Currently Campus Garching sees the rise of the new Center for Advanced Laser Applications (CALA), a new facility devoted to laser-based research. The project was conceived as a collaborative venture between LMU Munich and the Technische Universität München (TUM) in the context of the Cluster of Excellence Munich-Centre for Advanced Photonics (MAP). In the new building, located at the North end of the Campus, physicists, medical specialists and biologists plan to develop uniquely innovative laser-based technologies and explore their potential applications. CALA’s primary objective is to identify new and cost-efficient approaches to the early diagnosis of cancers and other chronic illnesses, with a view to maximizing rates of cure.
Two major themes will be at the forefront of research at CALA: the development of novel biomedical imaging technologies based on high-energy X-rays, and the establishment of innovative methodologies for tumor therapy using laser-generated proton and carbon ion beams. CALA investigators also intend to explore the application of high-resolution infrared laser spectroscopy to the analysis of blood samples and/or respired air, which holds promise as a risk-free biomedical screening method.
The approaches to be employed for the generation of high-energy X-radiation and ion beams are in principle the same. In both cases, trains of extremely short, high-intensity pulses of laser light will be used to accelerate electrons, protons or ions to very high velocities.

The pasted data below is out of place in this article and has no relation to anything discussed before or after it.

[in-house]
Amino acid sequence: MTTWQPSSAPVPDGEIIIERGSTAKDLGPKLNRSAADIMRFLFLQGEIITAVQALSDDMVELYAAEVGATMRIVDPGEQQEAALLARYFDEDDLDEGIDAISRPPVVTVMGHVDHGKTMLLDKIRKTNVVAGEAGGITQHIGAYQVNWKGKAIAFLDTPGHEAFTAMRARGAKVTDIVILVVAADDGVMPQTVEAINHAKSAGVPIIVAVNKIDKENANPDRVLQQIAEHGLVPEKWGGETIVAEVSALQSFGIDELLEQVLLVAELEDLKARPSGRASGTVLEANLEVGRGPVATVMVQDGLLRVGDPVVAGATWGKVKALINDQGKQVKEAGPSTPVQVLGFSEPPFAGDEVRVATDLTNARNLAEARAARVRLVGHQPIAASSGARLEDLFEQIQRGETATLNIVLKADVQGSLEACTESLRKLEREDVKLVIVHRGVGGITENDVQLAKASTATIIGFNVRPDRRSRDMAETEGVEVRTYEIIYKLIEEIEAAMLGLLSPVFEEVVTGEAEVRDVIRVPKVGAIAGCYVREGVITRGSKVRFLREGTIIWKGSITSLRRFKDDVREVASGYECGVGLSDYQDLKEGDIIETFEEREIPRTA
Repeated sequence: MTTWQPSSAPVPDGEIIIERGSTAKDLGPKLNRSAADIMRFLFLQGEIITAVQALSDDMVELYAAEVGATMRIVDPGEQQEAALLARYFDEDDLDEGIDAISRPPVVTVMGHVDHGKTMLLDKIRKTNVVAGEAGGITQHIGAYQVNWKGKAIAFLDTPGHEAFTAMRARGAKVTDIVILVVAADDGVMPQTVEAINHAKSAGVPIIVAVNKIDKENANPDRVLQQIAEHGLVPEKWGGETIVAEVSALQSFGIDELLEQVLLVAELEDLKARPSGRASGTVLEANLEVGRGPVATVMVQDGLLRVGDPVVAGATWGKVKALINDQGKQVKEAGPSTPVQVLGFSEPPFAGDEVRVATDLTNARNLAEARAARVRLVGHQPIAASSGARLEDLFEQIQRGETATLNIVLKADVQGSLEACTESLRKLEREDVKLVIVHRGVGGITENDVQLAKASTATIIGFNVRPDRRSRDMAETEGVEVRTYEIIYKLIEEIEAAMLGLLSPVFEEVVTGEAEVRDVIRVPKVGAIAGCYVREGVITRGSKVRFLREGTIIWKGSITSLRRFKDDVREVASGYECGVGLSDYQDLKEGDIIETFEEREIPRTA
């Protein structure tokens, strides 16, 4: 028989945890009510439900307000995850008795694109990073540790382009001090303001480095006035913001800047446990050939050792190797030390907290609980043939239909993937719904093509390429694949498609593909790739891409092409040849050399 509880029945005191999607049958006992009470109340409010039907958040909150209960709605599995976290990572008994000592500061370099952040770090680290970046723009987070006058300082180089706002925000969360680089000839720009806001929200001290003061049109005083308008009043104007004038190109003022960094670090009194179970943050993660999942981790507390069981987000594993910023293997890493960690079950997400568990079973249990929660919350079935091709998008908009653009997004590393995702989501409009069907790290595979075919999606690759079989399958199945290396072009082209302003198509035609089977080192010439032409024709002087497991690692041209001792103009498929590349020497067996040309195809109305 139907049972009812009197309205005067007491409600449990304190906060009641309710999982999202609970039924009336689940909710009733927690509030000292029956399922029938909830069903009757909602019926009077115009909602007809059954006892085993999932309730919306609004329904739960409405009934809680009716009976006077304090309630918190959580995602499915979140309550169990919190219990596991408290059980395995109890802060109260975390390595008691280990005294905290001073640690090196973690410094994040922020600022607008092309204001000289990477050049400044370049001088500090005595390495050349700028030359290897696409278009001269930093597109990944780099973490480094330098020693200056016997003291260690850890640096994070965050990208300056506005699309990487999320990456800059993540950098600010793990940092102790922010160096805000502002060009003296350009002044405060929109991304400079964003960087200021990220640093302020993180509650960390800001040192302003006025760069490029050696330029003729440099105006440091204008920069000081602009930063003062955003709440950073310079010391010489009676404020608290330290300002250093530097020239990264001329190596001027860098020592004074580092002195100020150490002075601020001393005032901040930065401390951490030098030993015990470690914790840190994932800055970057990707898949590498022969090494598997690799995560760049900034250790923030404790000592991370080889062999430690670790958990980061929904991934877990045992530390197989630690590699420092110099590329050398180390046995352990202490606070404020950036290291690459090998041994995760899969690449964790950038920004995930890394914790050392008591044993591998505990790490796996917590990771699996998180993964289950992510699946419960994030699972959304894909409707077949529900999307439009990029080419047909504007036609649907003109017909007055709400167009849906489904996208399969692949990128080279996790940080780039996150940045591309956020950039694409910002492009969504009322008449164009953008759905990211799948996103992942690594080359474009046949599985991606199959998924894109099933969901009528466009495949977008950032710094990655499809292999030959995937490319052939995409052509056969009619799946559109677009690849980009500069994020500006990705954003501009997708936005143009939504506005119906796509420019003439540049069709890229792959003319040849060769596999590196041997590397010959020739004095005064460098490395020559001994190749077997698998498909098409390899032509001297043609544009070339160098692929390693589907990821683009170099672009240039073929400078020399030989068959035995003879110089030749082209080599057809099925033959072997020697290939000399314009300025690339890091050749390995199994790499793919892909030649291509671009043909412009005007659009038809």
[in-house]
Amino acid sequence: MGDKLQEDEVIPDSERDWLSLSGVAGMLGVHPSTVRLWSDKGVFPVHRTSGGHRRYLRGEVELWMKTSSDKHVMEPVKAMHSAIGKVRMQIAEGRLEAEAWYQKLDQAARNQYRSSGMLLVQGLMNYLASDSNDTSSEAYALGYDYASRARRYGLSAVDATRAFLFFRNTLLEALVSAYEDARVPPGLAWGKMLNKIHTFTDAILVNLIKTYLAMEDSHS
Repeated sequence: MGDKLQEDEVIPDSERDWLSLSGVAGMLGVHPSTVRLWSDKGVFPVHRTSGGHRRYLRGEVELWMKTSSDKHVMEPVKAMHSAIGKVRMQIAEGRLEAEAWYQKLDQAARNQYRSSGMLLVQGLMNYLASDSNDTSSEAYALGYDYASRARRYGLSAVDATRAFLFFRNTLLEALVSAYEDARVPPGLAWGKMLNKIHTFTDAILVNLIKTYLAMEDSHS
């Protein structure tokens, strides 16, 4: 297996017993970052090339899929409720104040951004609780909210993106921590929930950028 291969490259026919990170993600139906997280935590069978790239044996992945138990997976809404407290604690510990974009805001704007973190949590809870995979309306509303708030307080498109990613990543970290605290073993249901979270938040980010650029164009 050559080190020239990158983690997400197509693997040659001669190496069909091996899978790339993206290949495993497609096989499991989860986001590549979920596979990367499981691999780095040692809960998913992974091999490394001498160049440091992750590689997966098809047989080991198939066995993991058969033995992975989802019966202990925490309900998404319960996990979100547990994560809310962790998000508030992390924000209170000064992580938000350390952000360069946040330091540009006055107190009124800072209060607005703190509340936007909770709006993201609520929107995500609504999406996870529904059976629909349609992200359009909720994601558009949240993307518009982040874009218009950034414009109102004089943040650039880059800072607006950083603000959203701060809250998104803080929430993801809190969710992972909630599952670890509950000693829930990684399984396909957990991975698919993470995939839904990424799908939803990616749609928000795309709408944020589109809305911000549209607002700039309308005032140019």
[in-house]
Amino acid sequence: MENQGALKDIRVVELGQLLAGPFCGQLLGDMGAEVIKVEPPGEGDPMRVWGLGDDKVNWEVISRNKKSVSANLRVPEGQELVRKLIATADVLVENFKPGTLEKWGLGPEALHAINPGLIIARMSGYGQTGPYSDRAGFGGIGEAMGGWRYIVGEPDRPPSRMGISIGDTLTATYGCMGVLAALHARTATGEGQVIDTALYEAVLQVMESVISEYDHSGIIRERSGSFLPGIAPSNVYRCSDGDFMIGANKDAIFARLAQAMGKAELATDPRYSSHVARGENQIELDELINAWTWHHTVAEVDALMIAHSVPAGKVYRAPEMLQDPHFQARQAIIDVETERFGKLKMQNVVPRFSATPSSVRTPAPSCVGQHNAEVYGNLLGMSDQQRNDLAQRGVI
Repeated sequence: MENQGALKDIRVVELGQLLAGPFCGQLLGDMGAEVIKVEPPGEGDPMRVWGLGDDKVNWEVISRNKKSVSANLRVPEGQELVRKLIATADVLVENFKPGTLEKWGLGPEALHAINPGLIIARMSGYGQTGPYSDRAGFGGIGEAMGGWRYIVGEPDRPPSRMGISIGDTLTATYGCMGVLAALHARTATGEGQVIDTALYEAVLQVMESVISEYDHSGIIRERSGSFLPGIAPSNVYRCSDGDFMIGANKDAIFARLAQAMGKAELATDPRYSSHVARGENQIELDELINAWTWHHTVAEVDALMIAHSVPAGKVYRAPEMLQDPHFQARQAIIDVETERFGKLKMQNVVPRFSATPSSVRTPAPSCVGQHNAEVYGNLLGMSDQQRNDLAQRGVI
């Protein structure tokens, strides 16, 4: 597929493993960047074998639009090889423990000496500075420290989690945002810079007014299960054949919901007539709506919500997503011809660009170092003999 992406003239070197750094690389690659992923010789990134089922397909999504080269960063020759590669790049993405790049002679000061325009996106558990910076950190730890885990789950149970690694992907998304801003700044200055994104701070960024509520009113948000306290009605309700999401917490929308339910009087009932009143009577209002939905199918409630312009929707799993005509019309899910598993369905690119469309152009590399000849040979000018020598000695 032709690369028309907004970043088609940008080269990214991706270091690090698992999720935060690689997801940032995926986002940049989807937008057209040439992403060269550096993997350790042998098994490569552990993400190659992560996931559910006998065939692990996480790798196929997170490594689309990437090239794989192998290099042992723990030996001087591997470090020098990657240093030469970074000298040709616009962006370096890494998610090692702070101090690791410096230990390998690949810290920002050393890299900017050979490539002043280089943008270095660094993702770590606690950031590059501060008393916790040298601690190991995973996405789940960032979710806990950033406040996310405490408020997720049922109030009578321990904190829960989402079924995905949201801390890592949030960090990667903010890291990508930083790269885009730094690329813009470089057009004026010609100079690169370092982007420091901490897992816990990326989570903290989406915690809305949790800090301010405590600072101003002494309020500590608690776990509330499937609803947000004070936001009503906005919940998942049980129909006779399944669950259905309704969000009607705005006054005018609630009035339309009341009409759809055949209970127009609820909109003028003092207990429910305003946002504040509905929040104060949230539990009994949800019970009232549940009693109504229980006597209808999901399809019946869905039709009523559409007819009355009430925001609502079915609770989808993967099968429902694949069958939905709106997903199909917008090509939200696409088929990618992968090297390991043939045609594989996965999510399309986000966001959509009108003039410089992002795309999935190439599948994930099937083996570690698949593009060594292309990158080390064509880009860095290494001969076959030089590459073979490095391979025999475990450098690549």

Highly energetic electrons make it possible to produce X-radiation of unprecedented quality. This in turn is a prerequisite for enhanced imaging procedures that should enable tumors and other pathologies to be visualized at an earlier – and hence more tractable – stage than hitherto.
By using ultrashort light flashes to accelerate protons or ions, on the other hand, the researchers hope to provide the basis for cost-efficient particle-based therapies: Since protons and ionized carbon atoms are much heavier than electrons, such beams cause much greater damage when they impinge on living tissues, and can be used to kill tumors.
Thus, with the aid of laser-generated and precisely directed ion beams, targeted particle therapy could be made available to a far wider range of patients than can be treated by the current generation of particle accelerators.
In addition to medical applications, CALA will of course also focus on projects in basic research. Further studies of ultrafast processes – such as the dynamics of electrons – at atomic scales are planned. Physicists will also be exploring the interaction between light and matter using beams of a previously unattainable intensity. According to theoretical models, this capability should enable them to uncover entirely new physical phenomena.
Construction of the building itself will officially commence with the laying of the foundation stone in spring of 2015. Completion of the building which costs about 70 million euro is expected for 2017.